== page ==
FOR DOCUMENT, ARCHIVE AND OTHER SECONDARY DATA
Has the validity and reliability of the sources been addressed? Has quantitative or qualitative data been systematically analysed?
Are the findings presented clearly and interestingly for the reader, with useful tables and charts embedded in the text and with the appendices being used appropriately for bulky and/or less interesting/essential data?
Have the findings been discussed and evaluated?
Have the finding of the primary research been compared and contrasted with findings, theories, models and concepts derived from the literature review?
CONCLUSIONS AND RECOMMENDATIONS (10%)
Have the research objectives (research questions) been reviewed and addressed?
Do the conclusions and recommendations follow on from the findings? Are they well grounded in the evidence and arguments presented?
Has the relevance of the conclusions for management been discussed?
Are the conclusions and recommendations discussed in context and are they more widely applicable?
Is the overall style and presentation of the dissertation in accordance with that specified in the Module Handbook i.e. Cover pages, title page, word count, spacing, chapter and section headings, pagination, appropriate font, font size and font style (bold, italics, etc)
Is the title concise and appropriate?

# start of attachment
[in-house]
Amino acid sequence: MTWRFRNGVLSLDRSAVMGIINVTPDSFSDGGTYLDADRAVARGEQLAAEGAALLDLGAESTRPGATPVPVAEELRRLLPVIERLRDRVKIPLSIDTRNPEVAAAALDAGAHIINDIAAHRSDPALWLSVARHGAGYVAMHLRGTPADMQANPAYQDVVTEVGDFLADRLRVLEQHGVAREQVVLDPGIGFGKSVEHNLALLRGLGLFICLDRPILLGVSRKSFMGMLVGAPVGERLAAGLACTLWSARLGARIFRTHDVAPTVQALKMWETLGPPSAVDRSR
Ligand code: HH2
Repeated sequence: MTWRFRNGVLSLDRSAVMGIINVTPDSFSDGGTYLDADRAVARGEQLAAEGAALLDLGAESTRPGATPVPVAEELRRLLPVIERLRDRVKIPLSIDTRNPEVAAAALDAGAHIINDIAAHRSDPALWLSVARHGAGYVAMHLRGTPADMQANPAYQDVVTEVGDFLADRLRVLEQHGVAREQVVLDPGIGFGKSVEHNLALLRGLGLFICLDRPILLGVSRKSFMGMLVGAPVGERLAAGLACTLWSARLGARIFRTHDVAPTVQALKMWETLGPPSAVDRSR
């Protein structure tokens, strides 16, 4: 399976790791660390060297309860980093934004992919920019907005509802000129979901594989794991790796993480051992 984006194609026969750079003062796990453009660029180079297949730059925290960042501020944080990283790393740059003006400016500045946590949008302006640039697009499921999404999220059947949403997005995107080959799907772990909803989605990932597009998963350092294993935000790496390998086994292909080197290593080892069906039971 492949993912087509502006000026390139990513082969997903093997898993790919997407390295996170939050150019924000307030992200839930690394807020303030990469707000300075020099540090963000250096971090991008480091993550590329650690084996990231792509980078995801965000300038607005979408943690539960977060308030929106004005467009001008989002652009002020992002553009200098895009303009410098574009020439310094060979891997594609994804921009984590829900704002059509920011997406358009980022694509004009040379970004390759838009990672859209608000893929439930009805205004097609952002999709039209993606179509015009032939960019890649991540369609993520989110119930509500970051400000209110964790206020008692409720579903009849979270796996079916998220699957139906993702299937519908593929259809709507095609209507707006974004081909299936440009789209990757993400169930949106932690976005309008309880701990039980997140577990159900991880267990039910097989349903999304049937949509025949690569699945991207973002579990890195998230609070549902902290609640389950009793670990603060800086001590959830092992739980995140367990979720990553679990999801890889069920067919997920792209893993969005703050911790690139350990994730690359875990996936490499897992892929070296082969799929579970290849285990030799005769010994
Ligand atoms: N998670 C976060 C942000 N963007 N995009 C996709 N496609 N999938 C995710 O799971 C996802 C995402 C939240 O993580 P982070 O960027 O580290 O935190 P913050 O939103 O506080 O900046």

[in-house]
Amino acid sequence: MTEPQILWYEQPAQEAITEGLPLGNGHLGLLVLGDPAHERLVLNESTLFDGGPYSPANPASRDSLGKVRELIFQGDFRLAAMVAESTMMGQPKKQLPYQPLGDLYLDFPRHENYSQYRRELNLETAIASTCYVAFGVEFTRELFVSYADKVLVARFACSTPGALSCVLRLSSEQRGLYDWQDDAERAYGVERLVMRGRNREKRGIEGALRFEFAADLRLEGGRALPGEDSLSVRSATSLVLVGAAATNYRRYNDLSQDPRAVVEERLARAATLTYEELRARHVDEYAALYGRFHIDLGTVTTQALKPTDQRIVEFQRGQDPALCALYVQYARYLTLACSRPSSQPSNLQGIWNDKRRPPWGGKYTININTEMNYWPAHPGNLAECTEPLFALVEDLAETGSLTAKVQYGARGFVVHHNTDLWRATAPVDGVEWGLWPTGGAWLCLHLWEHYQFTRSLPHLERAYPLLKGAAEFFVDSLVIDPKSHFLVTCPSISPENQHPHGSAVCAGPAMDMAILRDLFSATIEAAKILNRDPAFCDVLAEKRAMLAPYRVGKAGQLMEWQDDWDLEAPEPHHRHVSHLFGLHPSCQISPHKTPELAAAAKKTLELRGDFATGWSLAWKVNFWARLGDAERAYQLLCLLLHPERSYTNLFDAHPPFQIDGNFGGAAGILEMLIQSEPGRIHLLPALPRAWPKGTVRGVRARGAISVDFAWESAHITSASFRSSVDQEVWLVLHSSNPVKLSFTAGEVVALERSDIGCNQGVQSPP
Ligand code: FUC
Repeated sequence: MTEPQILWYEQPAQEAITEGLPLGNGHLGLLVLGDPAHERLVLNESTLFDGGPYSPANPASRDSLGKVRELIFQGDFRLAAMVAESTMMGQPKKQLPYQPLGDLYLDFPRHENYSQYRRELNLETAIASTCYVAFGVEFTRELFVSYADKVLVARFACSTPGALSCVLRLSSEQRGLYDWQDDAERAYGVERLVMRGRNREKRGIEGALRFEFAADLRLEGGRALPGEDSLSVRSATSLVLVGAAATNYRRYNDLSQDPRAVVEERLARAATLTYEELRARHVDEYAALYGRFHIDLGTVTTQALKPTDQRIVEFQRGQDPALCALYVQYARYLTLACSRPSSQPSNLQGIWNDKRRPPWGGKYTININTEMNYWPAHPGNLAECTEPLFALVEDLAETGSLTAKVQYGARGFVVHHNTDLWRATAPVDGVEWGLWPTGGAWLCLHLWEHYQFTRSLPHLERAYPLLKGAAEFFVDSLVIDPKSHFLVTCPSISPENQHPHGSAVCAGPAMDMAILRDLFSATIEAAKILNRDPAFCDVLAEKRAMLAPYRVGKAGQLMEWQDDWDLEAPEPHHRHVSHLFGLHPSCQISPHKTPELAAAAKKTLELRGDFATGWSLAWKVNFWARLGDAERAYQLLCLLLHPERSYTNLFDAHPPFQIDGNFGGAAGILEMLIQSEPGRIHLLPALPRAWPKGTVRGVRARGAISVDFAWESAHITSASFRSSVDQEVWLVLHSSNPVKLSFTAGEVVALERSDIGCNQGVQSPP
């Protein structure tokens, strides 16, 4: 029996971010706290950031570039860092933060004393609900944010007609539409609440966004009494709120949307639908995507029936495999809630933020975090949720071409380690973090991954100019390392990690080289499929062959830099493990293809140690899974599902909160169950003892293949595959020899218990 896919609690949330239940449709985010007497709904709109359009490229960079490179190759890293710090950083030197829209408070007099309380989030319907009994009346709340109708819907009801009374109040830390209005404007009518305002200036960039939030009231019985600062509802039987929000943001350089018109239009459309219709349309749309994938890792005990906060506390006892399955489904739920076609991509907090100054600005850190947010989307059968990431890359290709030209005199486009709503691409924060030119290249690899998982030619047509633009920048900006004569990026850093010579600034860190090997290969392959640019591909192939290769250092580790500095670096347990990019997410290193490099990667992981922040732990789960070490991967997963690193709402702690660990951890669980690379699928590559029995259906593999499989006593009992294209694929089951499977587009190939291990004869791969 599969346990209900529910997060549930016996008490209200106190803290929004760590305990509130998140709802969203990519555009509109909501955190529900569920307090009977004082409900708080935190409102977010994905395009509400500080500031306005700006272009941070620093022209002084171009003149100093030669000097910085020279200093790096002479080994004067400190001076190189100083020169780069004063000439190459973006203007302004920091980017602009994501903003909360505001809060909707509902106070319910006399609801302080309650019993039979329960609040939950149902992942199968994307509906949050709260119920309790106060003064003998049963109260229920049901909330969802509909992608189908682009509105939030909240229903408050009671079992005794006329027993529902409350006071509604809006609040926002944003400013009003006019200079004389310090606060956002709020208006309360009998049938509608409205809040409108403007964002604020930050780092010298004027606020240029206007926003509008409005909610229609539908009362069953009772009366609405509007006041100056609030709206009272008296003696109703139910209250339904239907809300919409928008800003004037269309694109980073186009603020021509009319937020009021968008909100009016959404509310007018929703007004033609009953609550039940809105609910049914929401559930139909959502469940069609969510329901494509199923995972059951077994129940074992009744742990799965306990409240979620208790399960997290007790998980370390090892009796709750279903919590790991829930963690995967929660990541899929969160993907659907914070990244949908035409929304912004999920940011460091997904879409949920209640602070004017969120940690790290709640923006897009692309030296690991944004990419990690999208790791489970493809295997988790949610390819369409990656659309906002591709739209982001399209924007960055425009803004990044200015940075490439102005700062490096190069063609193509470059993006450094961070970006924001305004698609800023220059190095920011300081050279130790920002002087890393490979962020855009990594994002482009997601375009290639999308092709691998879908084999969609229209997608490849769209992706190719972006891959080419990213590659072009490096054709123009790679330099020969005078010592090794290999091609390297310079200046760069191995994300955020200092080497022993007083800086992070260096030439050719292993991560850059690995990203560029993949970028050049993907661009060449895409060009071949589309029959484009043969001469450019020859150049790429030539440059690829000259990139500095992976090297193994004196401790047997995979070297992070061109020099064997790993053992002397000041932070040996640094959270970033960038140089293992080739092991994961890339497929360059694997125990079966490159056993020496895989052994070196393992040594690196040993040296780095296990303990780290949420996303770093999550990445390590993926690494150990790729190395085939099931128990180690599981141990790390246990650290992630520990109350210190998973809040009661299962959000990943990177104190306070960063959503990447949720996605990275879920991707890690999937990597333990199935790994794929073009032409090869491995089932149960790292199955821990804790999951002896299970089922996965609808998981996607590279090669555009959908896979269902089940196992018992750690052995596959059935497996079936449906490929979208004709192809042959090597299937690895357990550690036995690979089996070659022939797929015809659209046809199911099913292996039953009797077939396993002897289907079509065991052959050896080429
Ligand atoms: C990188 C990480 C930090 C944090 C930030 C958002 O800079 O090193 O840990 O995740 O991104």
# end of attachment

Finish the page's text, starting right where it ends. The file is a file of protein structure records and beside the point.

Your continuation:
Is the abstract a concise (1 page) summary of the main aims, methodology, findings and conclusions?
Are acknowledgements made as appropriate?
Is the contents page clear, concise and logically numbered? Are appendices, tables and figures numbered and listed in the contents page?
Are all appendices referred to in the text?
Is the writing clear and in an appropriate academic style?
Is the standard of written English acceptable? Has the dissertation been spelling and grammar checked?
Distinction – Superlative analysis, synthesis and evaluation of material.
Imaginative and original approach to study.
Complete understanding of all material dealt with.
As good a piece of work as could be expected at this stage of development of a near publishable quality.
Students will be expected to refer to all available secondary sources, online databases, electronic journals and subject resources available in the Library and Learning services as a source of ideas for exercises and projects
Subsequent pages should include the following sections, each of which must start on a new page: (sections in brackets relate to the alternative sections for a secondary source dissertation)
This should be a summary of the content of the thesis and should not be longer than 300 words.
This should be a listing of the contents of the thesis, giving page numbers for each section and chapter, and is best presented in tabulated form.
This is where you have the opportunity to thank the people and organisations who have assisted in your work;
Introduction, organisational context and research objectives;
Research Methodology (account of sources, methods of analysis, theory to be applied);
Findings, analysis and evaluation
Conclusion and, if appropriate, recommendations.